Title IX, and dismissed the state-law claims without prejudice, refusing to
exercise supplemental jurisdiction over those claims. The district court declined
to rule on any of the other outstanding motions. The district court subsequently
denied Mercer's motion to alter judgment.

From the district court's order dismissing her Title IX claim for failure to state a
claim upon which relief can be granted and its order denying the motion to alter
judgment, Mercer appeals.
II.

10

Title IX prohibits discrimination on the basis of sex by educational institutions


receiving federal funding. See 20 U.S.C. 1681(a) ("No person in the United
States shall, on the basis of sex, be excluded from participation in, be denied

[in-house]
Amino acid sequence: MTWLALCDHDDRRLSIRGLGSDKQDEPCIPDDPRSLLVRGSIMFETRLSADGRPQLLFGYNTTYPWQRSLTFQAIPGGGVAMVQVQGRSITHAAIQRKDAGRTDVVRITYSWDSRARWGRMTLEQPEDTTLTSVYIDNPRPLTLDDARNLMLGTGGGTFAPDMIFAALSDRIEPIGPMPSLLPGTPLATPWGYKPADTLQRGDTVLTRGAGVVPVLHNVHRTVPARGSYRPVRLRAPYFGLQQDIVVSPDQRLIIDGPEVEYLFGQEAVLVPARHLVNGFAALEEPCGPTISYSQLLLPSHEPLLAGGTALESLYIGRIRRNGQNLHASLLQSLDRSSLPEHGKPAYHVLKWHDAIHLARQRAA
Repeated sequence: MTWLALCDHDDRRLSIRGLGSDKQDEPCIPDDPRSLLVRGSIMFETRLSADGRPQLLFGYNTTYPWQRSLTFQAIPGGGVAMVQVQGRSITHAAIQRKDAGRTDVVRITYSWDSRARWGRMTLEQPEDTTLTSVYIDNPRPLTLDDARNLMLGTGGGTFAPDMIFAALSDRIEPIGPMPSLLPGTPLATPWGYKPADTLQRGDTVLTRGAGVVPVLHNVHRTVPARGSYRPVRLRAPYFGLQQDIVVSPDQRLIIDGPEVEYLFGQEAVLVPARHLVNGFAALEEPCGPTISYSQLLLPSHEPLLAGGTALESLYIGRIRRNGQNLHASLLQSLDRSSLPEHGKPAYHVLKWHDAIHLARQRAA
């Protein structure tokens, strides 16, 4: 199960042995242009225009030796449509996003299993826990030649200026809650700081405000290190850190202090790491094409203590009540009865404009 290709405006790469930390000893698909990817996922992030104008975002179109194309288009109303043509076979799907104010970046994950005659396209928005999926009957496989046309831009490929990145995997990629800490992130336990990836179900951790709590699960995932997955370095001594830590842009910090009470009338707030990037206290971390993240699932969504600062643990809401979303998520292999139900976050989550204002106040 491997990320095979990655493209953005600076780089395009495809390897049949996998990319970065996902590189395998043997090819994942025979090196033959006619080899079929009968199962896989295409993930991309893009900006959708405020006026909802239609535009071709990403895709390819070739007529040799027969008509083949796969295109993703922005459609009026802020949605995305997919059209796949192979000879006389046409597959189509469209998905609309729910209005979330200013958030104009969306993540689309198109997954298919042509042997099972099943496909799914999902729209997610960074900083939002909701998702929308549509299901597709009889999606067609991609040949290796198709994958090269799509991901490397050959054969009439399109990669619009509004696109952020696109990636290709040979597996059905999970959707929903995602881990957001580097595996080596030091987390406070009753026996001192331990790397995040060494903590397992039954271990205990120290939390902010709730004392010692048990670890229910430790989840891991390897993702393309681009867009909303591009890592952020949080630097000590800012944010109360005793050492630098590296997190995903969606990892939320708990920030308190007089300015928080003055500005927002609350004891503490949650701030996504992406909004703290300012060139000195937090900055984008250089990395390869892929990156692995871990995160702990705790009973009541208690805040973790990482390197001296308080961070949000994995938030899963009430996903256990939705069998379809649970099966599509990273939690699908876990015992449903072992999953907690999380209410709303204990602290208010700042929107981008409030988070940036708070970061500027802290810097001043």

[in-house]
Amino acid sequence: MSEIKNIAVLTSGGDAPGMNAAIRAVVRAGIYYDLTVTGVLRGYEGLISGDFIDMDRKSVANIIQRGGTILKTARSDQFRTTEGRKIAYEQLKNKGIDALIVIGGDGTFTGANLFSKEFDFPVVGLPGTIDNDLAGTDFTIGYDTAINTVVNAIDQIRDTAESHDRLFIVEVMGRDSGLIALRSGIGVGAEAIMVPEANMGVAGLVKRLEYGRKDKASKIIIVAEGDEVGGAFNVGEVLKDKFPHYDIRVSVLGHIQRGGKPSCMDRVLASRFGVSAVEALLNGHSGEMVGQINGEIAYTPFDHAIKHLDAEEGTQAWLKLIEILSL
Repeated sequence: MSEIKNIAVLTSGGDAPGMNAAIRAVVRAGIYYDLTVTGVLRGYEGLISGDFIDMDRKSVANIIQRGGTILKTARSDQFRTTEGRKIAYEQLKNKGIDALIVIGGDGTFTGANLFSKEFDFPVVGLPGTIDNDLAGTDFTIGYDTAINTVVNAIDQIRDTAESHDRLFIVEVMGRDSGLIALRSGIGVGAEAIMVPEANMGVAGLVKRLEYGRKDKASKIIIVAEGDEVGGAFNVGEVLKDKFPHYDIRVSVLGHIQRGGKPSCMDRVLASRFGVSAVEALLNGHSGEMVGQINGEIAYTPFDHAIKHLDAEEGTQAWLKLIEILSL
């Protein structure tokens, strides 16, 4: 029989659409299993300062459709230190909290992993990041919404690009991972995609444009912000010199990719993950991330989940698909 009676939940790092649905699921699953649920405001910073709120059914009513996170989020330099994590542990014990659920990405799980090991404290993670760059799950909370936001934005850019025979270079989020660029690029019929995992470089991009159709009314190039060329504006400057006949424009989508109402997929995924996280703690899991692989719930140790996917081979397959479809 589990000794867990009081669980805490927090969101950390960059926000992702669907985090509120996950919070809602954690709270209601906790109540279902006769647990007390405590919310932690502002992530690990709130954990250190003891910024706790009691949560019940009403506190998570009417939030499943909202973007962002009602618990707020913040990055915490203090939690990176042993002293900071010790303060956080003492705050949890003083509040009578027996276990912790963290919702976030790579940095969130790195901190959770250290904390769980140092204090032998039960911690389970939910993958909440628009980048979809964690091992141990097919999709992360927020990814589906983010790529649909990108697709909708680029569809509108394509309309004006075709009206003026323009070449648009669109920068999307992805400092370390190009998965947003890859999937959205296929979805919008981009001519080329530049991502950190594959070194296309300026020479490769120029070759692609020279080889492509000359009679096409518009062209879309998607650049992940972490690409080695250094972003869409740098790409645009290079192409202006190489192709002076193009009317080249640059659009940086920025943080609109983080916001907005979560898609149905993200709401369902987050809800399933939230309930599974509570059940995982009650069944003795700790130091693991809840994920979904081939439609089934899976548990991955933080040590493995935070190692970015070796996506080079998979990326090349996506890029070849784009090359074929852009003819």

the benefits of, or be subjected to discrimination under any education program
or activity receiving Federal financial assistance . . . ."). Soon after enacting

Title IX, Congress charged the Department of Health, Education, and Welfare
(HEW) with responsibility for developing regulations regarding the
applicability of Title IX to athletic programs. See Pub. L. No. 93-380, 844, 88
Stat. 484 (1974). Acting upon that charge, HEW duly promulgated 34 C.F.R.
106.41, which reads in relevant part as follows: Athletics.
11

(a) General. No person shall, on the basis of sex, be excluded from


participation in, be denied the benefits of, be treated differently from another
person or otherwise be discriminated against in any interscholastic,
intercollegiate, club or intramural athletics offered by a recipient, and no
recipient shall provide any such athletics separately on such basis.

12

(b) Separate teams. Notwithstanding the requirements of paragraph (a) of this


section, a recipient may operate or sponsor separate teams for members of each
sex where selection for such teams is based upon competitive skill or the